Not Liking “Her”
Posted by Dr. Vollmer on January 6, 2014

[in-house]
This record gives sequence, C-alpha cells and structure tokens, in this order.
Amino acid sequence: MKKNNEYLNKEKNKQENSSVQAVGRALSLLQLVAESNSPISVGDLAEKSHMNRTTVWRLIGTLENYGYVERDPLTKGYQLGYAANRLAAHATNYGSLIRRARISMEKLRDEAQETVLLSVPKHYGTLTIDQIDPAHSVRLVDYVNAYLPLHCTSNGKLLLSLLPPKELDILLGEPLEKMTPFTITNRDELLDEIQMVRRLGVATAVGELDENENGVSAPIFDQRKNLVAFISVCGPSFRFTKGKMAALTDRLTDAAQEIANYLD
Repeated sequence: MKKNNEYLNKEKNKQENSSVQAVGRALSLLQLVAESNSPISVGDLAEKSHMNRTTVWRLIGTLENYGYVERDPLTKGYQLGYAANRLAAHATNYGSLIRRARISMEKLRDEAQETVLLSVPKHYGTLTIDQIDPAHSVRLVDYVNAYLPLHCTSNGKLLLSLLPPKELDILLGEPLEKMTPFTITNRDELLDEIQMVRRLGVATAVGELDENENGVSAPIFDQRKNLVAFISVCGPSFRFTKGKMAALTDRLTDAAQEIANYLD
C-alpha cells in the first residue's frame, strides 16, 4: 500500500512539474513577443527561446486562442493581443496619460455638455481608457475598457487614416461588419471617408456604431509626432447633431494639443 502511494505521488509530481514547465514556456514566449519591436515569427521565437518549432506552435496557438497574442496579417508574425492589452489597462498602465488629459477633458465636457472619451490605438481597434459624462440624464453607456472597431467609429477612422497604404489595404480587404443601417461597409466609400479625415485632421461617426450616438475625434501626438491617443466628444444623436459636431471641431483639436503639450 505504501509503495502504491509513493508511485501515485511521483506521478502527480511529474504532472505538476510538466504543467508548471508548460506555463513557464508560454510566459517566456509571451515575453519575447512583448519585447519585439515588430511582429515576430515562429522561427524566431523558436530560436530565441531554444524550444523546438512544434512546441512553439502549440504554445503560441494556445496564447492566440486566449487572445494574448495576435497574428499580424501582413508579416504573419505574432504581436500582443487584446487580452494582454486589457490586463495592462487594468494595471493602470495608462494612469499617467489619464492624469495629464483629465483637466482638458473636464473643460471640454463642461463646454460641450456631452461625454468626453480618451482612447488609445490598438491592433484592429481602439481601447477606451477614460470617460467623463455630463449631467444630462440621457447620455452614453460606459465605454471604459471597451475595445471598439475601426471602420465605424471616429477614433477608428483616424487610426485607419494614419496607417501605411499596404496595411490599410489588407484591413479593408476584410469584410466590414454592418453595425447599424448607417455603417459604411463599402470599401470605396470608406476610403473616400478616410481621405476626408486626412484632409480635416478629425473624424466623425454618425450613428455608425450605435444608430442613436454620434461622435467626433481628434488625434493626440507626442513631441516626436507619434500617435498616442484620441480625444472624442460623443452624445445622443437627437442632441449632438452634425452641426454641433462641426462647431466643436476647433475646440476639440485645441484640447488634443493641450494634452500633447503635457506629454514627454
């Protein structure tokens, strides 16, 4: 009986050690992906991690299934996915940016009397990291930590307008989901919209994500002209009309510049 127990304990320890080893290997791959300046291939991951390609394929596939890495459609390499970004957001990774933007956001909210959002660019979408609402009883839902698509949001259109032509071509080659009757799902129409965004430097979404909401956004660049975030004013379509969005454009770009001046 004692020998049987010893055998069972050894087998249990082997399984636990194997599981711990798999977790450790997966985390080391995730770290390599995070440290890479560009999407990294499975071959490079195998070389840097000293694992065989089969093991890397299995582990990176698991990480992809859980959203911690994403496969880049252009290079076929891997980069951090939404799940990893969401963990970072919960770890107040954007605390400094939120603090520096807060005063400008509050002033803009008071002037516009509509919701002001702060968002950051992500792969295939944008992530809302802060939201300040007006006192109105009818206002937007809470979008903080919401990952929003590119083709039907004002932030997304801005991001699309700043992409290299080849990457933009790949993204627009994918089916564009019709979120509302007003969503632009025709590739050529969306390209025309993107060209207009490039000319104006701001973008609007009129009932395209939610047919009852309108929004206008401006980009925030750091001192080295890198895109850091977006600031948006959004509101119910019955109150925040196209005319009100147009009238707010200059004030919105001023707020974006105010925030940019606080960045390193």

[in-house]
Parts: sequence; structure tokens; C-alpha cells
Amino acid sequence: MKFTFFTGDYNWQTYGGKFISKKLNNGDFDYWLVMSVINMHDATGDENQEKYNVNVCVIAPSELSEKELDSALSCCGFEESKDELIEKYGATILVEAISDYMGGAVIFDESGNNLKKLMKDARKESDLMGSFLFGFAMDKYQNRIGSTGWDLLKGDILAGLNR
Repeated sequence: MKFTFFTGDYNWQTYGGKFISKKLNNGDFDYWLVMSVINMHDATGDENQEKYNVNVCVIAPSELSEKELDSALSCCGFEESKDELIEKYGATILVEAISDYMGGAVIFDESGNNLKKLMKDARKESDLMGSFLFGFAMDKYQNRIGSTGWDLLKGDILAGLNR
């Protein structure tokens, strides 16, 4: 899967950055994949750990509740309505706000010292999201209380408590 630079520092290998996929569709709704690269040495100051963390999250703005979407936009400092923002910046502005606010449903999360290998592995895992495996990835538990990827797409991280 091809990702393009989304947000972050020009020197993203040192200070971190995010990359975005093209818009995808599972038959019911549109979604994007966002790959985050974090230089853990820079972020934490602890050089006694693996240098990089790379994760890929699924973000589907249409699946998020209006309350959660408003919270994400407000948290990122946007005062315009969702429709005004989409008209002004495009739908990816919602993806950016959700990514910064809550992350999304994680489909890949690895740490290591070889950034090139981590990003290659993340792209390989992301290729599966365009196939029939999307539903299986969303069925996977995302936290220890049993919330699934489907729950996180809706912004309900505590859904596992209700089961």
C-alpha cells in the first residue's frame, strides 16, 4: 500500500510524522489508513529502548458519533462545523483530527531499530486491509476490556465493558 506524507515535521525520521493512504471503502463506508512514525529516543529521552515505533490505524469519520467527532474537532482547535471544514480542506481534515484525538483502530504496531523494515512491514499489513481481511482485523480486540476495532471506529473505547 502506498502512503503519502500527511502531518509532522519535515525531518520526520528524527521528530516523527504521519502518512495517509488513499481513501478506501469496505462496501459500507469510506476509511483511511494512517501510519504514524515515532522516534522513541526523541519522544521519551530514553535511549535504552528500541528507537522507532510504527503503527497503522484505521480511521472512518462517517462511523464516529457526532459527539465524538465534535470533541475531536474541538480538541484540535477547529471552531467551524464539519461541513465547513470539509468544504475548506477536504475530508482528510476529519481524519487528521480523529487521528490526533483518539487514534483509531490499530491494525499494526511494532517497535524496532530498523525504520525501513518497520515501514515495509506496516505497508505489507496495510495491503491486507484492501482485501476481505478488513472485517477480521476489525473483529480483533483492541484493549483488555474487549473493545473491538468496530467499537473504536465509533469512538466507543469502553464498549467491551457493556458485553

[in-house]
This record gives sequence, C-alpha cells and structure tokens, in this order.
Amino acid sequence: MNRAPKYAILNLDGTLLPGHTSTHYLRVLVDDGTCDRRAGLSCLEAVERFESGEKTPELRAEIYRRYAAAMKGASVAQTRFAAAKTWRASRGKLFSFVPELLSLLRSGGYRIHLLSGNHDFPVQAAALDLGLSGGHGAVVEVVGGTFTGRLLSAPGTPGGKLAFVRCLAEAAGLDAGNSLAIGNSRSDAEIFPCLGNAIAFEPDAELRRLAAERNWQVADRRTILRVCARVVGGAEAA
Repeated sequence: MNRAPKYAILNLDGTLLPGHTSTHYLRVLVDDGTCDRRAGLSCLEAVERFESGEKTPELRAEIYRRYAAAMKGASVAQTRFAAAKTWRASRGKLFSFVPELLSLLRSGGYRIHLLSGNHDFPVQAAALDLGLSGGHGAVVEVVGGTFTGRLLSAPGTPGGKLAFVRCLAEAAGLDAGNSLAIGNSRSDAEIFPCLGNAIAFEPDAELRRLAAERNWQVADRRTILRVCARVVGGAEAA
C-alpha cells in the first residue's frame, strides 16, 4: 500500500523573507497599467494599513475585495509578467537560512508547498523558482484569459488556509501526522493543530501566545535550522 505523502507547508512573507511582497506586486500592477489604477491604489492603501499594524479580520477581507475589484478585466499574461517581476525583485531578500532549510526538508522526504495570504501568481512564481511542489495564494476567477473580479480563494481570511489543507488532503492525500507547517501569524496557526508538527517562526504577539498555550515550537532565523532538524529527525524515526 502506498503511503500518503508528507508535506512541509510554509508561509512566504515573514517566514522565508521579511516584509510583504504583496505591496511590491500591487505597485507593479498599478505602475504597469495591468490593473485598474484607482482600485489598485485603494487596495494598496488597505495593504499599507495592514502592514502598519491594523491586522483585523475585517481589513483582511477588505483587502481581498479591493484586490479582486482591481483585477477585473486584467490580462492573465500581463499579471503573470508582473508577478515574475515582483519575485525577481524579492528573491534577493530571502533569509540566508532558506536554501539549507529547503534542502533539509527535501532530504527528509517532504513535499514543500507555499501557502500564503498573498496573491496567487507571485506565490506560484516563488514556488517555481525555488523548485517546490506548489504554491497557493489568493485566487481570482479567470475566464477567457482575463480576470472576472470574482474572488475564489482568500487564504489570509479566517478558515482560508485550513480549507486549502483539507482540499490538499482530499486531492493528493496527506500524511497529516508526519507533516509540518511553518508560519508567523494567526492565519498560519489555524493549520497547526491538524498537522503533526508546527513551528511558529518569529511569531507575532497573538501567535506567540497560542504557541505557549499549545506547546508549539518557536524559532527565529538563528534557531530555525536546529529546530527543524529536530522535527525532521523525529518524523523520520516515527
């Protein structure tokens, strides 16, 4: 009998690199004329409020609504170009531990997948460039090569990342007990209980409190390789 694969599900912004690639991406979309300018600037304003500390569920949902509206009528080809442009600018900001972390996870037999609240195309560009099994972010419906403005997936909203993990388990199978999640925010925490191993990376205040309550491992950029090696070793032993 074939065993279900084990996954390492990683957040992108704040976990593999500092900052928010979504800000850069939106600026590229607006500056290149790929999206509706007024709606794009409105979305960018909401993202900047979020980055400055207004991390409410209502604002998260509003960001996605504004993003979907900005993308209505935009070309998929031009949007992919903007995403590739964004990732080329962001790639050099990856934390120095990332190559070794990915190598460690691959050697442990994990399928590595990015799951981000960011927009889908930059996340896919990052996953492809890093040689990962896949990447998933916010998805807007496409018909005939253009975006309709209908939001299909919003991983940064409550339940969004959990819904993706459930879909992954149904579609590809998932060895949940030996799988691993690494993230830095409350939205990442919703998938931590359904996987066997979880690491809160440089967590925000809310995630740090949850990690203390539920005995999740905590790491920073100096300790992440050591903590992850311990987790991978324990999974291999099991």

“Her” is a Spike Jonze movie that seemed psychological and technological at the same time. What if artificial intelligence could produce a voice which was attentive, sympathetic, and seductive? What if the feelings elicited felt like love, even though there was cognitive dissonance to suggest that it is “crazy” to be in love with an operating system? So, the movie unfolds with a melancholic character named Theodore, who is brought to life by Samantha, the new “OS”. Unlike “Lars and the Real Girl” where a fantasy relationship felt to me to be moving and deep, the relationship between Theodore and Samantha, in my mind, proved to be shallow and predictable. Yes, if someone says everything you want to hear, then good feelings will ensue, but does this, or can this, compensate for the lack of an individual who has his own thoughts and needs? It was not that Samantha was an “OS” that was the problem, but rather the “OS” was limited in her ability to go deeper into Theodore’s psyche, such that her responses were predictable and trite. Theodore was too melancholy to have us laugh at the premise, such that he created pity in me, rather than connection. Similarly, Samantha was always polite and giving that, as with all unidimensional people, I began to wonder what else is going on. She had no layers. The best part of the film, and yes, that is not saying much, was a video game character who was programmed to be an adolescent, making us laugh at ourselves for enjoying the sarcastic anger that adolescents bring into our lives. The futuristic notion of an OS serving as a human companion seems reasonable and helpful as a tool for many folks who have, for a variety of reasons, have become islands of loneliness and despair. This movie, however, was not a good selling job for the future. I want my OS to have more complications. Of course you do- I hear my readers say aloud.